The Mets drafted Peter Alonso in the second round of the 2016 MLB Draft after a standout college career at the University of Florida.  Scouts were mixed on him entering the draft as his power was more strength driven than bat-speed driven.  You might be asking, why is that important?  Well, with the level of velocity we are seeing in baseball, and every pitcher seemingly able to dial it up their fastball to 95 MPH, without excellent bat speed, it’s just hard to catch up to premium velocity.  Pitchers will find the holes and exploit and without the necessary bat speed, the batter will become a mistake hitter.

The good news with Alonso is that he has developed great plate discipline and has shortened his swing.  Both skills have helped him get his strikeouts under control, and both will help him compensate for not having elite bat speed.  The results:  It’s working.  He tore through Double-A and after a brief struggle in Triple-A, he’s hitting .340 with six home runs in August.  The upside is a 30 home run first baseman hitting .270.  The downside, and yes there is a downside, is A.J. Reed.  In other words, a player that gets exploited in the major leagues.  Adding to the risk, the Mets have a long history of losing patience with young players, having them ride the shuttle between Triple-A and the Majors for longer than fantasy owners would like to see.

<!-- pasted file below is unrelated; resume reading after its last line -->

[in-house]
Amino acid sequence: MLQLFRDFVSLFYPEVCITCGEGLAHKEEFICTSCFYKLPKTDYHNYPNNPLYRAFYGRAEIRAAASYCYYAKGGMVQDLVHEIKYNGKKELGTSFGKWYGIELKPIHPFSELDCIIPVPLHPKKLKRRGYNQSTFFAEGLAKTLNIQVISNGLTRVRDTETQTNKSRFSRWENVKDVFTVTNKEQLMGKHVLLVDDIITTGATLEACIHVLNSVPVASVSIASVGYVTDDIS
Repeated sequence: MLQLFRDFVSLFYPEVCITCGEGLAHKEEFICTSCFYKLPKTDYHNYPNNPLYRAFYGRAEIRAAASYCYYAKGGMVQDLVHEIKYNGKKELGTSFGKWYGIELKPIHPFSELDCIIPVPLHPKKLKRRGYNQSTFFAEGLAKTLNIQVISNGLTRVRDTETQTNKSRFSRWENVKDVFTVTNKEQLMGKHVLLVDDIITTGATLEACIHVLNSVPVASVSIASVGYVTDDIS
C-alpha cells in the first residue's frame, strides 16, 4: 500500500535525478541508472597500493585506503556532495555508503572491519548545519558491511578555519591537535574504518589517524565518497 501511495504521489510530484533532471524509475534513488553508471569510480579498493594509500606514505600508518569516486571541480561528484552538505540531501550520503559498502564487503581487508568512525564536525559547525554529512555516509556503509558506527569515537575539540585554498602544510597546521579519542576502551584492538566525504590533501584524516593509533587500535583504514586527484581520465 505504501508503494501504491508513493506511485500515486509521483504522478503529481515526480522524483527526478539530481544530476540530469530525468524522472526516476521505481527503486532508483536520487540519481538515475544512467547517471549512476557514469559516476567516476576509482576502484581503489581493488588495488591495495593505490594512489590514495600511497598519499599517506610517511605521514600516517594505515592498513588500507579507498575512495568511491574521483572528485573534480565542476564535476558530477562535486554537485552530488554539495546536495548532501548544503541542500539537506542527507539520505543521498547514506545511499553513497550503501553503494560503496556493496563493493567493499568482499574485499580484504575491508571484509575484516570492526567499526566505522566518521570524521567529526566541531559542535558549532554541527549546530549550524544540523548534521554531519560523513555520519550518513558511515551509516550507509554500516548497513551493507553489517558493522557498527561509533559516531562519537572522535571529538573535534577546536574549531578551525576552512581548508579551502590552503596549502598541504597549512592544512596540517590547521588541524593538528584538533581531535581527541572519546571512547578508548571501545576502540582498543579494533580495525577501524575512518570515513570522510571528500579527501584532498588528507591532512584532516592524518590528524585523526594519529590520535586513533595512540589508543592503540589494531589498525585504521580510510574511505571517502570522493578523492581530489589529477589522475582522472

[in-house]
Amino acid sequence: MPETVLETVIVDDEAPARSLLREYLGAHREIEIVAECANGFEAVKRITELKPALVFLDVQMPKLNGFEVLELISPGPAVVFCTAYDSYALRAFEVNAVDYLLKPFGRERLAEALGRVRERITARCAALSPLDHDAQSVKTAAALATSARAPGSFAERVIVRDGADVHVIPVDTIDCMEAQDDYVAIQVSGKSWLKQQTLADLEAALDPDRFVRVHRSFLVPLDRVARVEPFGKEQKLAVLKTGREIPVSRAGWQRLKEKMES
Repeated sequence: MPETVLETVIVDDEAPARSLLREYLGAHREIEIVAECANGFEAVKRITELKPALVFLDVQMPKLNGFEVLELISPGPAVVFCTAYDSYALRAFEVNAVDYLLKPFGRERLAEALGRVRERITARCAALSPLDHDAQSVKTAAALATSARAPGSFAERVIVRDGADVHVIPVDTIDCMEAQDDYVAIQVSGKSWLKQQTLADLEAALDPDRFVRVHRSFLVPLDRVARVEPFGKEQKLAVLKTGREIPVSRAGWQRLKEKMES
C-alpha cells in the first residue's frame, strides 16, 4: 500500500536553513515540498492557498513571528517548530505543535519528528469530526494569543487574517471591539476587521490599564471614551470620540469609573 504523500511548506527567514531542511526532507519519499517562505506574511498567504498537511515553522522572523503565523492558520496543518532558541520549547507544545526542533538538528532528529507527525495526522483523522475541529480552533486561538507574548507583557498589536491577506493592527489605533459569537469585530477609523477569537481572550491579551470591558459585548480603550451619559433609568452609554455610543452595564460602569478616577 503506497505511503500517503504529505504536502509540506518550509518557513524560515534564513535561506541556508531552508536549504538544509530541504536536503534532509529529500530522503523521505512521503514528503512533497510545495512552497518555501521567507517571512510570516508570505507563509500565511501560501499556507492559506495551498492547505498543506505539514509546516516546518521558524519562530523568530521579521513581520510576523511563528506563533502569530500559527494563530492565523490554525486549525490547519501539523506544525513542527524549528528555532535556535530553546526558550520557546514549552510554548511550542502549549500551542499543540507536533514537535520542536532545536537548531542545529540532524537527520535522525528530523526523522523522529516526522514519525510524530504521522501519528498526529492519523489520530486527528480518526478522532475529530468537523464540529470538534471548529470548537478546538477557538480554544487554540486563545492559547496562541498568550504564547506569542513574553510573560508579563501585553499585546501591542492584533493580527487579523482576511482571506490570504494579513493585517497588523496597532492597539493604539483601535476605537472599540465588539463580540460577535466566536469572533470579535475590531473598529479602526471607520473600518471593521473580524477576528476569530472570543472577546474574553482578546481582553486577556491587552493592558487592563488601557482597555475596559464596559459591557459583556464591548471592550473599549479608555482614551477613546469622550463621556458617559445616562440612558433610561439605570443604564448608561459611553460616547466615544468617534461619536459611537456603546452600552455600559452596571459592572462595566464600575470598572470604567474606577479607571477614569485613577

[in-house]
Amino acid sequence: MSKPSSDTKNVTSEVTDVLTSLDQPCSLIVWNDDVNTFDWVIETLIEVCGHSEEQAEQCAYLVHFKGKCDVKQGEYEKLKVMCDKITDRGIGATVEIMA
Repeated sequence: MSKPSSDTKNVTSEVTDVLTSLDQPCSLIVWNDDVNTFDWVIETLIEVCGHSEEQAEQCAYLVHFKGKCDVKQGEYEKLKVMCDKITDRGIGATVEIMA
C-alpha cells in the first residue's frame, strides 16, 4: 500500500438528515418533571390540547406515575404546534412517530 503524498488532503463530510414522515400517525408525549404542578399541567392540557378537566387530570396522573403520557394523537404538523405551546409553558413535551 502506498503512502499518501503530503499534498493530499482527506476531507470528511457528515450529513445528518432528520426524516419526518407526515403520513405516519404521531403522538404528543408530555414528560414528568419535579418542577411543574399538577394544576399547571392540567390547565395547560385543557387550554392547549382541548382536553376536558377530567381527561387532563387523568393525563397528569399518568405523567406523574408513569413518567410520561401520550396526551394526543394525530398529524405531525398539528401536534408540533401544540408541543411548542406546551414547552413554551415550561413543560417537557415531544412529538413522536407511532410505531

3. Jarred Kelenic (SS)

Highest Level:  Rookie ETA: 2021 Fantasy Ceiling:  Top 30 OF

Jarred Kelenic might have been one of the least discussed elite players in the 2018 MLB Draft, but I really like the potential and believe the Mets got excellent value picking in the six-hole.  A notorious baseball rat, Kelenic brings a mature approach with plus raw power and big-time makeup.

Kelenic got off to a fast start to his professional career.  Across the GCL and the Appy League, he slashed .286/.371/.470 in 55 games.  He hit six home runs while stealing 15 of 16 bases.  While the stolen bases were a little surprising, he does have good speed with an ability to read pitchers.  As he matures and fills out, the speed will naturally regress, but 10 to 12 stolen bases early in his career are definitely possible.

I have him as a Top 30 fantasy outfielder with good reason.  The upside is a .280/.350 hitter with 20 plus home run and 10 to 12 stolen bases.  That could be an impact fantasy contributor.

4. Justin Dunn (RHP)

Highest Level:  Double-A ETA: 2020 Fantasy Ceiling:  Top 40 SP

What a difference a year makes.  I was a huge fan of the Mets drafting the Boston College reliever in the first round.  I saw an athletic kid with a starters arsenal who just lacked experience.

The Mets had him begin the 2017 season in High-A and it went poorly.  While the stuff was still there, he just could not throw consistent strikes and he struggled.

To begin 2018, the Mets had him return to St. Lucie and in nine starts, he pitched to a 2.39 ERA striking out over 10 per nine while walking less than three per nine.  The effort resulted in a mid-season promotion to Double-A.